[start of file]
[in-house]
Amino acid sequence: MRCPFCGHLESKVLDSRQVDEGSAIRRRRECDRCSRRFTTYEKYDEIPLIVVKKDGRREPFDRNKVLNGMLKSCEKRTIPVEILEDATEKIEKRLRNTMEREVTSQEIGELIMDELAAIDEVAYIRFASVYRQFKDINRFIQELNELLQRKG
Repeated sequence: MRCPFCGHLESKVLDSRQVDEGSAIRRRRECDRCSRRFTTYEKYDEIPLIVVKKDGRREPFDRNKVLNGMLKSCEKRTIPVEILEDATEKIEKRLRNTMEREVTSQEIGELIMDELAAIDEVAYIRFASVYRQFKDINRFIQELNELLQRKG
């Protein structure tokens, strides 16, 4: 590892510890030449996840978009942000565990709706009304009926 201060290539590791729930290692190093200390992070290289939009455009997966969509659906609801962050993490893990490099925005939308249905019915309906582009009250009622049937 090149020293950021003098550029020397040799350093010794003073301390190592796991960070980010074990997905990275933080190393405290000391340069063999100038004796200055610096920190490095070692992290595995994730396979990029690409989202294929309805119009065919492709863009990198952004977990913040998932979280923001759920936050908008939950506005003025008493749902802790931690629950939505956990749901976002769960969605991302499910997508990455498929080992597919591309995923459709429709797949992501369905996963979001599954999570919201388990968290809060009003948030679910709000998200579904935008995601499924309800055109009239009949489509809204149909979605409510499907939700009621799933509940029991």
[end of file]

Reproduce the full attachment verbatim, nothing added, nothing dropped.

[in-house]
Amino acid sequence: MRCPFCGHLESKVLDSRQVDEGSAIRRRRECDRCSRRFTTYEKYDEIPLIVVKKDGRREPFDRNKVLNGMLKSCEKRTIPVEILEDATEKIEKRLRNTMEREVTSQEIGELIMDELAAIDEVAYIRFASVYRQFKDINRFIQELNELLQRKG
Repeated sequence: MRCPFCGHLESKVLDSRQVDEGSAIRRRRECDRCSRRFTTYEKYDEIPLIVVKKDGRREPFDRNKVLNGMLKSCEKRTIPVEILEDATEKIEKRLRNTMEREVTSQEIGELIMDELAAIDEVAYIRFASVYRQFKDINRFIQELNELLQRKG
């Protein structure tokens, strides 16, 4: 590892510890030449996840978009942000565990709706009304009926 201060290539590791729930290692190093200390992070290289939009455009997966969509659906609801962050993490893990490099925005939308249905019915309906582009009250009622049937 090149020293950021003098550029020397040799350093010794003073301390190592796991960070980010074990997905990275933080190393405290000391340069063999100038004796200055610096920190490095070692992290595995994730396979990029690409989202294929309805119009065919492709863009990198952004977990913040998932979280923001759920936050908008939950506005003025008493749902802790931690629950939505956990749901976002769960969605991302499910997508990455498929080992597919591309995923459709429709797949992501369905996963979001599954999570919201388990968290809060009003948030679910709000998200579904935008995601499924309800055109009239009949489509809204149909979605409510499907939700009621799933509940029991």